Online Marketing

Although most of the work at Battlefield Sports is done as a team, when it comes to marketing it is Nicole who bears the brunt. Marketing is mostly done online, and in the days before pay-per-click Nicole often used sear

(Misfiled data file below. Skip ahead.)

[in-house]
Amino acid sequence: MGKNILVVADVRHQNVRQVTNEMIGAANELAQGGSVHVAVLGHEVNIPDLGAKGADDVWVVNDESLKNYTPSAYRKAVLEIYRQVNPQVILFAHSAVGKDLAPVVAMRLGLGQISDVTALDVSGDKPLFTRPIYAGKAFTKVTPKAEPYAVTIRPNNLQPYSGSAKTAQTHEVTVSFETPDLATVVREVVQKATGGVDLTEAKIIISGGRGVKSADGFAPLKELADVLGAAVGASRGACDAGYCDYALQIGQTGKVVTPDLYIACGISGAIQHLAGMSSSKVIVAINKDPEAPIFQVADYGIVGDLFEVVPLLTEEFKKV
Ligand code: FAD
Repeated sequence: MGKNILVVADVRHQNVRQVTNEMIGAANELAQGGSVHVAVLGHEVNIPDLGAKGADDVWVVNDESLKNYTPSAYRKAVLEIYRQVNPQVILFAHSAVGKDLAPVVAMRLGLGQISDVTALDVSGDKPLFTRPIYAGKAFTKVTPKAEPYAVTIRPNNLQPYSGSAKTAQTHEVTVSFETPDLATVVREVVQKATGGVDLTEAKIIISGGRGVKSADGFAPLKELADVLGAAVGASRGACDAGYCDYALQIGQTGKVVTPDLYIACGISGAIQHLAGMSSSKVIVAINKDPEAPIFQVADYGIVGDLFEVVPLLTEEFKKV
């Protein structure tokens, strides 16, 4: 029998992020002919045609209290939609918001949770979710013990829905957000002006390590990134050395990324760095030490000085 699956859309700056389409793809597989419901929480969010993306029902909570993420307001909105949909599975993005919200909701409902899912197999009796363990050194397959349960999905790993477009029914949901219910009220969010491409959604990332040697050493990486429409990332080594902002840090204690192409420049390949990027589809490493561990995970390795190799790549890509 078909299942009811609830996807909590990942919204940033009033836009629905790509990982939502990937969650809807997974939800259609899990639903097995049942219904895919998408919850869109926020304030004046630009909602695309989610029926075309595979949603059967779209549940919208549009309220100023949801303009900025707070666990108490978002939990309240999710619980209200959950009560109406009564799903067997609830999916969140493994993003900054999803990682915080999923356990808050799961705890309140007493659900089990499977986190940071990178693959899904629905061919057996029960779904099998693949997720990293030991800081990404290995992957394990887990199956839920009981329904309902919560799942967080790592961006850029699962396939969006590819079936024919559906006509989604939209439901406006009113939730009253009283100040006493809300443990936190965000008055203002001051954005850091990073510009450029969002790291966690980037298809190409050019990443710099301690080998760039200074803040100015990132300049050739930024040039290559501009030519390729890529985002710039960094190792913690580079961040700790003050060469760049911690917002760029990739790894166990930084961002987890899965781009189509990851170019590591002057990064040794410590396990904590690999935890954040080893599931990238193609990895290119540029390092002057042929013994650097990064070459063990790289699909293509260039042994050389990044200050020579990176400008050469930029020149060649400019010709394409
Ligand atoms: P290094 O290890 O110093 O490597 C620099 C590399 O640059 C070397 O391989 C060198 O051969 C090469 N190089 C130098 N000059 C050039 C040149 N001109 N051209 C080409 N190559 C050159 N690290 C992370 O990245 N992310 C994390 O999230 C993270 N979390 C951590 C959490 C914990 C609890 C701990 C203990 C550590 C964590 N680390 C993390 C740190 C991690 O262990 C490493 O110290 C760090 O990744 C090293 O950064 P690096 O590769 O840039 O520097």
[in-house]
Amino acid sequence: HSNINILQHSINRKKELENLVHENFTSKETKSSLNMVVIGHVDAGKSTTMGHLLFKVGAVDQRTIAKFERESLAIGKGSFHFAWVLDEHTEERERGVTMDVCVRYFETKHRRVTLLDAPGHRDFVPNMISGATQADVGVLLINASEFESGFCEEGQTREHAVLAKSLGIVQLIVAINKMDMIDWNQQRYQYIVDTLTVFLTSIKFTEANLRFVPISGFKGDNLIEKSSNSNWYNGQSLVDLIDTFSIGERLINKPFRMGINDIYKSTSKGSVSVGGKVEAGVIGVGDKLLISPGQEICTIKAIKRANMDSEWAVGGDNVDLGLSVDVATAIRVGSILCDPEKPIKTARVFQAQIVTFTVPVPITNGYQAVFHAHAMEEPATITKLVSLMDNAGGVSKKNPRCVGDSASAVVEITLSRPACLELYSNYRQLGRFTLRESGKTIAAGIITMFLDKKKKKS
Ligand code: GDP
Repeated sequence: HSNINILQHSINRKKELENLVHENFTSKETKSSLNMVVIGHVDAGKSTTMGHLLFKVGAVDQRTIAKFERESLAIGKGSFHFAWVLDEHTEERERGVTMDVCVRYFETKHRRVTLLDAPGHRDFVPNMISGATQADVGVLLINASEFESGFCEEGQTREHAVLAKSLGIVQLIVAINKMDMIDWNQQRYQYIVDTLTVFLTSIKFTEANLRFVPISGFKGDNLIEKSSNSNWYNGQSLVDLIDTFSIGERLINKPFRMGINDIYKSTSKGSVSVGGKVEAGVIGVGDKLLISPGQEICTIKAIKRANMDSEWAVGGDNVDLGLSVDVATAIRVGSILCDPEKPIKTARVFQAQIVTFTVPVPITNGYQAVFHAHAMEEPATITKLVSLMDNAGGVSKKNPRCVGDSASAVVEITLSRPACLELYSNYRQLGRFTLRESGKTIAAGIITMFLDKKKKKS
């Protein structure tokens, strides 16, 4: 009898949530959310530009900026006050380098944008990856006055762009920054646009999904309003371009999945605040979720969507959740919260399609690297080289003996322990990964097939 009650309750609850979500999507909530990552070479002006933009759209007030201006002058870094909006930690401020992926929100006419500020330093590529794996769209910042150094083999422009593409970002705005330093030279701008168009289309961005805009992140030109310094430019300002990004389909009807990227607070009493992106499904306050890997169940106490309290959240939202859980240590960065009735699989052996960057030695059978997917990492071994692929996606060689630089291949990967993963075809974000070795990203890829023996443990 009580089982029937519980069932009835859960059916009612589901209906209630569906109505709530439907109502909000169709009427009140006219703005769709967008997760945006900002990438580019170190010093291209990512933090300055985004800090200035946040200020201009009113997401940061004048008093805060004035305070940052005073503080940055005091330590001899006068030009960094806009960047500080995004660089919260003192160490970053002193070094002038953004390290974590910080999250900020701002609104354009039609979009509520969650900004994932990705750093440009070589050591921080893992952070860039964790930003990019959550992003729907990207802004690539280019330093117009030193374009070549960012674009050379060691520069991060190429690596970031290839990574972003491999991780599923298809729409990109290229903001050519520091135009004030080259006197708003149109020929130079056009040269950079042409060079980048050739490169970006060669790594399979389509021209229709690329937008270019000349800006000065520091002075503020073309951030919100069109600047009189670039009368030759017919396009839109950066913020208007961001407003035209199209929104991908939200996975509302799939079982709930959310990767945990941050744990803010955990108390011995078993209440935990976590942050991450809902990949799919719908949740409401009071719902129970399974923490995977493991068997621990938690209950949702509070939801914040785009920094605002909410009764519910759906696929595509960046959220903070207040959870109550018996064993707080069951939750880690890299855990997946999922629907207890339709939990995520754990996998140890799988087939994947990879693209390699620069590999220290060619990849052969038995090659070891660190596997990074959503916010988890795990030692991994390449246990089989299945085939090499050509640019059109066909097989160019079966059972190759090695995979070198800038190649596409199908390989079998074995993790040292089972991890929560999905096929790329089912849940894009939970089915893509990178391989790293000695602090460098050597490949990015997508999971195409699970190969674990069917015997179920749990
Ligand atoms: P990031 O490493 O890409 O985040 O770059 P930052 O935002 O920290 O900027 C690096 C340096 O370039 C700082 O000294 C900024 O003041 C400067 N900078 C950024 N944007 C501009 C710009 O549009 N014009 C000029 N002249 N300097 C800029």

ch engine optimisation and networked online communities to get the company name out.These promotion tactics enabled Battlefield Sports to develop strong exports in their major markets—the US, Canada, Britain and European Union member countries. “If you’re marketing via the internet, as we did from day one, you don’t really have a border,” says Lander. “We’ve got a niche product with global appeal. So how does one communicate with these diverse people all over the world cost effectively? Without the internet we would not have existed.”Battlefield Sports has also experimented with other marketing methods, including trade shows, but with less successful results. “Trade shows can be a great waste of money if you don’t get the right show,” says Lander. Now they only target large leisure industry shows.The company’s promotional experiments include applying for numerous awards, which led them to learn about government grants on offer from state development representatives. As a result, Battlefield Sports received the Queensland Industry Development Scheme Grant, which they used to develop the current generation of infrared sensor, and the Export Market Development Grant (EMDG), which helped reimburse some export marketing expenses.What Lander finds most fulfilling about exporting milsim, is the customer reaction. “Having a business of successful export is really important, but it’s the games that make an impact on people’s lives. In 20 years you can look back and say: remember we did that?”When fun-loving Lander considers this point a little more, he also mentions the obesity epidemic and the benefits of combining physical exercise and gaming, in what he calls exertainment. “The biggest challenge is, there are so many entertainment options available to children and teens that don’t require them to be active,” says Lander. “It really won’t work just by telling them they should exercise more. Very few people respond to that sort of push.“One of my drives is to make the gaming experience more readily available and more compelling so we actually make a serious inroad into this level of fitness and calorie use.”Besides the abundance of unhealthy and unwilling gamers, Battlefield Sports also faces the hurdle of exporting a product that essentially resembles a gun. “The only country we’ve had a complete stop on was Brazil. They have a ban on toy guns,” says Lander. They eventually gave up on that export destination. Another challenge was a delivery to Thailand just after the military coup. There the M16 copies went through a stringent series of checks, though Lander says this is not a common occurrence. “To the rest of the world they’re just harmless toys.”Through all the mishaps, Lander has learned some valuable lessons. “You’ve got to become an absolute expert at evaluating other people. I think it’s something which isn’t learnt in business school, but it’s probably the most important thing.” Ignoring early indicators can lead to export disaster. “You choose to ignore them at your own peril,” says Lander. “With the right people involved, you’re most of the way there.”Also from experience, Lander tells entrepreneurs to forget anything resembling work-life balance during the first two years of a new business. Balance can only be achieved when sufficient policies and employee training systems are in place. Lander recommends writing up a complete job description, so employees understand even the most minute details in the process.With 140,000,000 gamers worldwide fervently awaiting the newest, most realistic experience, Lander is constantly focused on research and development. “The complete gaming experience is still quite immature. More can be done to create truly compelling venues, so our strategy is starting to move towards really piloting mini theme parks.” And this includes improving Battlefield Sports’ technology and player experience. “You can always do better.”